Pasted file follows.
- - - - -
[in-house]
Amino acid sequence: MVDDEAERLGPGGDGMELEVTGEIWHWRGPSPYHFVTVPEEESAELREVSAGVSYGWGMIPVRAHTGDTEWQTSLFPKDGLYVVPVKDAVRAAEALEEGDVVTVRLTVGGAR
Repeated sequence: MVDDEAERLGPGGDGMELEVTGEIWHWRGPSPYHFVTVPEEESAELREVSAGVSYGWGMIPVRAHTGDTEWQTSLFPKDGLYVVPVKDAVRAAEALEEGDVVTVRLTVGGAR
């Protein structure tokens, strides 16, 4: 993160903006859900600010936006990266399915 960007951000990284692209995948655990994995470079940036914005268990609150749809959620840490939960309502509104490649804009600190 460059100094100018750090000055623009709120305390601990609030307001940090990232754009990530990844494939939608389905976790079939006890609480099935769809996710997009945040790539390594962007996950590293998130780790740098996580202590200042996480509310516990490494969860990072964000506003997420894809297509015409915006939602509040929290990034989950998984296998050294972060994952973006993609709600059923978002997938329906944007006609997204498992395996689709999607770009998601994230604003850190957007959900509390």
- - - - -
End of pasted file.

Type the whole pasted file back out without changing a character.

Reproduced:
[in-house]
Amino acid sequence: MVDDEAERLGPGGDGMELEVTGEIWHWRGPSPYHFVTVPEEESAELREVSAGVSYGWGMIPVRAHTGDTEWQTSLFPKDGLYVVPVKDAVRAAEALEEGDVVTVRLTVGGAR
Repeated sequence: MVDDEAERLGPGGDGMELEVTGEIWHWRGPSPYHFVTVPEEESAELREVSAGVSYGWGMIPVRAHTGDTEWQTSLFPKDGLYVVPVKDAVRAAEALEEGDVVTVRLTVGGAR
């Protein structure tokens, strides 16, 4: 993160903006859900600010936006990266399915 960007951000990284692209995948655990994995470079940036914005268990609150749809959620840490939960309502509104490649804009600190 460059100094100018750090000055623009709120305390601990609030307001940090990232754009990530990844494939939608389905976790079939006890609480099935769809996710997009945040790539390594962007996950590293998130780790740098996580202590200042996480509310516990490494969860990072964000506003997420894809297509015409915006939602509040929290990034989950998984296998050294972060994952973006993609709600059923978002997938329906944007006609997204498992395996689709999607770009998601994230604003850190957007959900509390």